A map depicting Ireland and Britain in the year 2100 predicts the two nations will be half submerged by rising sea levels.

The three-year-old image illustrates the doomsday scenario for Ireland and it makes for uncomfortable viewing. More than half of the Emerald Isle is completely submerged. Connacht is by far the worst affected of any of the provinces.

Created by Slovakian graphic artist Jason Simons, who specializes in detailed maps of the world and is previously known for his “World Map of the Internet.” the map of Ireland and Britain is the artist’s first regional map in his new “World In 2100 Series.”

"After global warming and rising of sea level sharply escalated, sea level is now 100 meters higher than it was in [the] year 2000," Simons writes of the project.

A may by Jason Simmons from his "World in 2100 Series."

A may by Jason Simmons from his "World in 2100 Series."

The map does not link into a scientific survey but a number of pessimistic reports recently have predicted Ireland would be hard hit by climate change.

Roscommon is almost entirely gone, as is most of Galway and Mayo. The entire city of Dublin has also sunk into the Irish Sea – although its next door neighbor Wicklow seems remarkably untouched.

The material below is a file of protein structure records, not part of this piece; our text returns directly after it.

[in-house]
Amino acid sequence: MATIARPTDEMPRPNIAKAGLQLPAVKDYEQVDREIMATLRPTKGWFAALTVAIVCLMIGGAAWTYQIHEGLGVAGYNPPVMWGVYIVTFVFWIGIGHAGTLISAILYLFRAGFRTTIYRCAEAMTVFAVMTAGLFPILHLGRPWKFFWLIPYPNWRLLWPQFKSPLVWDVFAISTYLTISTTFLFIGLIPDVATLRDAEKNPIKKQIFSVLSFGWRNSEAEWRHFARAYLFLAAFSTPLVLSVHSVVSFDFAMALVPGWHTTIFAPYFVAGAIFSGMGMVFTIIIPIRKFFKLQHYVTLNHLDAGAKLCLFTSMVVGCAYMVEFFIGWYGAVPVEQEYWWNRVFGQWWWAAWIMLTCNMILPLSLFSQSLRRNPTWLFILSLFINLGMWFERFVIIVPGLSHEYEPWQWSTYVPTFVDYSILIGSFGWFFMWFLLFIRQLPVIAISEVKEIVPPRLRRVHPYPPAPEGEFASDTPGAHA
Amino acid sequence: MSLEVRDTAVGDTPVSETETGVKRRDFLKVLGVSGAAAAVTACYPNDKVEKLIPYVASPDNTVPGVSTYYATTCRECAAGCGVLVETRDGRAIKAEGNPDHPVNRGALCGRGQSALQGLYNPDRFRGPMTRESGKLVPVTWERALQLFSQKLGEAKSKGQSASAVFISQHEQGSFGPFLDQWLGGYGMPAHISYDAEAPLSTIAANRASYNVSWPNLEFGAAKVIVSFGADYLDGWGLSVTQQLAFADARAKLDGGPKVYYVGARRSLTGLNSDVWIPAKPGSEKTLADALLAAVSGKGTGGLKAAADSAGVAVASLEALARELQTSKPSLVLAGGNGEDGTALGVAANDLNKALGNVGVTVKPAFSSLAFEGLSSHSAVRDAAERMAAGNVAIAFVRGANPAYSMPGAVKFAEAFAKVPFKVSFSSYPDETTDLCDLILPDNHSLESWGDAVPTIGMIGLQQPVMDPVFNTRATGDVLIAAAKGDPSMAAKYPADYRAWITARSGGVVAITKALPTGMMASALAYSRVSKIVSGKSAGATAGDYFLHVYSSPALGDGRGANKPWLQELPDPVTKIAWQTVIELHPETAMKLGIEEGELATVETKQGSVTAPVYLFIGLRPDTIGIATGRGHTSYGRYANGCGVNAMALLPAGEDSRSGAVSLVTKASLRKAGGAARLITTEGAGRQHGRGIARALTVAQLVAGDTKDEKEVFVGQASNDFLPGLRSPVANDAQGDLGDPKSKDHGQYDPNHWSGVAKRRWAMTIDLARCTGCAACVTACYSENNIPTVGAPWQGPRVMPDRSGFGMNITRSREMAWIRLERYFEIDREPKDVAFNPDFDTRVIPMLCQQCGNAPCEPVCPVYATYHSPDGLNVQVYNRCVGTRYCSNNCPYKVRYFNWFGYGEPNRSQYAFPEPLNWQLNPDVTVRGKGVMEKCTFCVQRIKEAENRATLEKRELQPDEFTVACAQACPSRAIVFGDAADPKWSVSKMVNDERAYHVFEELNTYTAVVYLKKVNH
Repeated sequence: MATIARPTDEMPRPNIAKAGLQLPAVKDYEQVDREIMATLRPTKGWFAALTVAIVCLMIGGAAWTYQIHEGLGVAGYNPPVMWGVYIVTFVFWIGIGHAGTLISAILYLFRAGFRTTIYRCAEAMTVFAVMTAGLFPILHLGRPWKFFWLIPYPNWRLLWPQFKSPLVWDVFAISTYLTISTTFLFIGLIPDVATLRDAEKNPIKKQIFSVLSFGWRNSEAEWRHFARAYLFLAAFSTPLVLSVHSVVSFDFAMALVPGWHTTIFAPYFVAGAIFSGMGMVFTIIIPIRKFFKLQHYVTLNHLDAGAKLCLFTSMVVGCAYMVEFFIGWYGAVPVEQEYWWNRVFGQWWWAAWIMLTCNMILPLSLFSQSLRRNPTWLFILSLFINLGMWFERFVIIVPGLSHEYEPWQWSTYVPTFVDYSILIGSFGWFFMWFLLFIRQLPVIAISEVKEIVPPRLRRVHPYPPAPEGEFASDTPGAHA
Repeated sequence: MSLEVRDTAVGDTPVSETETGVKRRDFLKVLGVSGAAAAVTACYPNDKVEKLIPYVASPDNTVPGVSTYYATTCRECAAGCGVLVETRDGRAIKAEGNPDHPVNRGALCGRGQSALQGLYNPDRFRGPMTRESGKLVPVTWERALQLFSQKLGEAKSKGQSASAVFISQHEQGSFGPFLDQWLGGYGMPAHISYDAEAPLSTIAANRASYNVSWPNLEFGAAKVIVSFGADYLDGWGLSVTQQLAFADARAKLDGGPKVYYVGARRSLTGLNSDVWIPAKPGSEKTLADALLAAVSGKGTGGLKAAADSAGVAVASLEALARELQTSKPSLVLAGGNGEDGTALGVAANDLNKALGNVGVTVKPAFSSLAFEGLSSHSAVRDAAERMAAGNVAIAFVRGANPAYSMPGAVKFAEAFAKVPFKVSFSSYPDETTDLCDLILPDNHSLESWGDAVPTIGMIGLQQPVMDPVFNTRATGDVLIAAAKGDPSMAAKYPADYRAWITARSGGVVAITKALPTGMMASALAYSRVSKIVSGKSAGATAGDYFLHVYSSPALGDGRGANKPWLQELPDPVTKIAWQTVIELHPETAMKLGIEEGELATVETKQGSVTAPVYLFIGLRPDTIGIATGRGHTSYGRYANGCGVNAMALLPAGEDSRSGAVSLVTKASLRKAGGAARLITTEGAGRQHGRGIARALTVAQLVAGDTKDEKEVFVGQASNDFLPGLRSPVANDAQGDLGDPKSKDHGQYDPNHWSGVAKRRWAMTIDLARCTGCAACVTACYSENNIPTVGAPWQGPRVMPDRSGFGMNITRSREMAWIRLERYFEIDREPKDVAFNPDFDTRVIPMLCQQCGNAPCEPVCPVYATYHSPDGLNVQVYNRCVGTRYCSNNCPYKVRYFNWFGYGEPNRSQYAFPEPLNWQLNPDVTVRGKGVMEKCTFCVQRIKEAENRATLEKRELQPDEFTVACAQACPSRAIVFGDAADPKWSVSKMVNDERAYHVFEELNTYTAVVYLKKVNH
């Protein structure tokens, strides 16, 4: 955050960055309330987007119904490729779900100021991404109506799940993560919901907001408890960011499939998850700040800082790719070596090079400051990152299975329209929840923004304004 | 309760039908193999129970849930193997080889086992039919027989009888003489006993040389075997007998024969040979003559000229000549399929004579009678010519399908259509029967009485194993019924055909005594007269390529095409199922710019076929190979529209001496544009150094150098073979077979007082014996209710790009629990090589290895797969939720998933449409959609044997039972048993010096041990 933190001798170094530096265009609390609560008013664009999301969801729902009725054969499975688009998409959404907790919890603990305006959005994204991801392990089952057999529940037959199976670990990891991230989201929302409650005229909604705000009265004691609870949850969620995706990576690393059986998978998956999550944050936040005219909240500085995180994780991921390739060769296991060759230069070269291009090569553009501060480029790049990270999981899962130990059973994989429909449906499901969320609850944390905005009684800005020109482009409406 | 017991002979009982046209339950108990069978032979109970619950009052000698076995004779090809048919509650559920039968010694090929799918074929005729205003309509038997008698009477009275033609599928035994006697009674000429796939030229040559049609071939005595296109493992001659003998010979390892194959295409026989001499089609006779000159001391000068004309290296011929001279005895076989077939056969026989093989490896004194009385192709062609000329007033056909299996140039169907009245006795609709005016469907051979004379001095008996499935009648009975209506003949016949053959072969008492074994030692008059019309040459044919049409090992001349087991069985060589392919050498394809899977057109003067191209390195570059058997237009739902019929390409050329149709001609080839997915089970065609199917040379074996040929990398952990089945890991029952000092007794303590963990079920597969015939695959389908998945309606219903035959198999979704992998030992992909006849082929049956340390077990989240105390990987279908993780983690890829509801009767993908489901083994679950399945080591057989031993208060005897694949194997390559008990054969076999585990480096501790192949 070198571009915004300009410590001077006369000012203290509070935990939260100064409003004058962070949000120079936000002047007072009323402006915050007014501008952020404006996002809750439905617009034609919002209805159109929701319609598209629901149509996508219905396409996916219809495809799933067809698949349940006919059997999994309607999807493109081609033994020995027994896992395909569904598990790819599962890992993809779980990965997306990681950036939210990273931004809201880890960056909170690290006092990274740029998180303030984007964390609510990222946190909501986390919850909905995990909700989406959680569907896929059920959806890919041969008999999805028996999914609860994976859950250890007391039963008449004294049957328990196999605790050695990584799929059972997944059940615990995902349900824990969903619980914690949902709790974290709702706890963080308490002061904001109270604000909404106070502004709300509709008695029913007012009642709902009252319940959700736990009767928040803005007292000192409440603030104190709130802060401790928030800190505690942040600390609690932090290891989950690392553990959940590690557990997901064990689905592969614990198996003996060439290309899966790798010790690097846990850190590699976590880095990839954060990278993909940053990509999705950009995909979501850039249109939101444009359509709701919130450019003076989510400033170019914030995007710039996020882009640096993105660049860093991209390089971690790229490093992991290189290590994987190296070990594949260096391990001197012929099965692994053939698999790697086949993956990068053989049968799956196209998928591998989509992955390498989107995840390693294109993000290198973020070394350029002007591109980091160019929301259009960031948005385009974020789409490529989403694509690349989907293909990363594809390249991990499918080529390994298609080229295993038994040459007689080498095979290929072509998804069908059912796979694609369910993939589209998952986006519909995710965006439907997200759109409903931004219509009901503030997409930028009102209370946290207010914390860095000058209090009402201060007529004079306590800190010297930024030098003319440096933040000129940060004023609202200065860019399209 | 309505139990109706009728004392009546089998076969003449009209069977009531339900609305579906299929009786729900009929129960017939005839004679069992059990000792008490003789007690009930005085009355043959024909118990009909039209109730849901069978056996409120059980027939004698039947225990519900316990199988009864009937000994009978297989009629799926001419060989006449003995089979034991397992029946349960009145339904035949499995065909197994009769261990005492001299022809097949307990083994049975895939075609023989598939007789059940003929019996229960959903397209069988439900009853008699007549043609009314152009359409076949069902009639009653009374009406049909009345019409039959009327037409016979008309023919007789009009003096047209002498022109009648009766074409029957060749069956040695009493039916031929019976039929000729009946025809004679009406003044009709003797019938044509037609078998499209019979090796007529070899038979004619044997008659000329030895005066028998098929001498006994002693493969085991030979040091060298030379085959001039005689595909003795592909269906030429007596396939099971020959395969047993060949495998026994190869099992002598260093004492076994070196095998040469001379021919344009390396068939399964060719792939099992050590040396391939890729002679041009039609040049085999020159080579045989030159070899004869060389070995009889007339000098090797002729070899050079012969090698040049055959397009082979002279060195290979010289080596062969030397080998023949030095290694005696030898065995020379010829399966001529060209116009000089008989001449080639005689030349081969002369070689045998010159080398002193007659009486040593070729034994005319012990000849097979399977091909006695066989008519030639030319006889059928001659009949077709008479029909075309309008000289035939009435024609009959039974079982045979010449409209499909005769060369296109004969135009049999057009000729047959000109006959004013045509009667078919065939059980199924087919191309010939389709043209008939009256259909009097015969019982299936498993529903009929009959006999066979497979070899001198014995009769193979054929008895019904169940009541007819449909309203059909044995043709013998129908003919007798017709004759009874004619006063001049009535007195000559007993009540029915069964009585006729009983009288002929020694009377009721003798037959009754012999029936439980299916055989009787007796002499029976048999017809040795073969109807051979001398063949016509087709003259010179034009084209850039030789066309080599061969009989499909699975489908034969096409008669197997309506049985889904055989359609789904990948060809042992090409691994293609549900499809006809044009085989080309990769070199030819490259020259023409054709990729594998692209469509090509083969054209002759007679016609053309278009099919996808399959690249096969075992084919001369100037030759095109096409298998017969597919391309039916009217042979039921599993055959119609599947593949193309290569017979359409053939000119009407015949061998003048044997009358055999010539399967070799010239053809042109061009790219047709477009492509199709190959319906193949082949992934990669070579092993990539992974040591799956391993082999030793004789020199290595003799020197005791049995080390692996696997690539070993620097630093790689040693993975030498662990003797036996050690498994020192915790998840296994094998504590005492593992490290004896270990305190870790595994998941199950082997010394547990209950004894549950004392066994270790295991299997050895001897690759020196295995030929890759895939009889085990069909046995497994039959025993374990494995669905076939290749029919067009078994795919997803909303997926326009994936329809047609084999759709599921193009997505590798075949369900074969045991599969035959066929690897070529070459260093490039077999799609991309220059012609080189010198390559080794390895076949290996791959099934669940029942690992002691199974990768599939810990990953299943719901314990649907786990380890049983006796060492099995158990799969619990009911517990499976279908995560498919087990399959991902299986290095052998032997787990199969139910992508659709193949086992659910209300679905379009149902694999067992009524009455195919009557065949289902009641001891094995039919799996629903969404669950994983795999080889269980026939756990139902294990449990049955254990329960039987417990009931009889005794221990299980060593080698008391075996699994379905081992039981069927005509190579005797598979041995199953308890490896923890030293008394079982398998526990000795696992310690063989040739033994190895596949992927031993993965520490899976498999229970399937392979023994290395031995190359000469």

Up in Ulster, much of Antrim and Down is gone, although Northern Ireland’s capital, Belfast, escapes.

Munster looks like the best placed to survive. Although parts of the famous Ring of Kerry are underwater, the rest of it looks almost untouched by comparison.

If sea levels continue to rise, by 2100 all of the red parts of Ireland & UK will be completely under water.... pic.twitter.com/cfi7kgAbqM

— Deric Ó hArtagáinTV3 (@deric_hartigan) February 9, 2014

Read more: Doomsday by 2100 for West of Ireland if climate change continues

In Great Britain, Wales – which is quite mountainous – looks relatively untouched, as does most of Scotland. The east of England, however, is mostly flat and looks set not to survive.

Such doomsday scenarios have been predicted before. Only last month an article in Earth’s Future outlined the future for Ireland’s west coast as one pounded by severe and frequent storms that would leave Connacht pretty much uninhabitable.

“Unless we take different protection measures, 5m people [in Europe] will be exposed to coastal flooding on an annual basis,” coastal oceanographer and the report’s primary author Michalis Vousdoukas warned.

Read more: What will happen to Ireland when the ice caps melt

The beautiful Clew Bay, in County Mayo.Tourism Ireland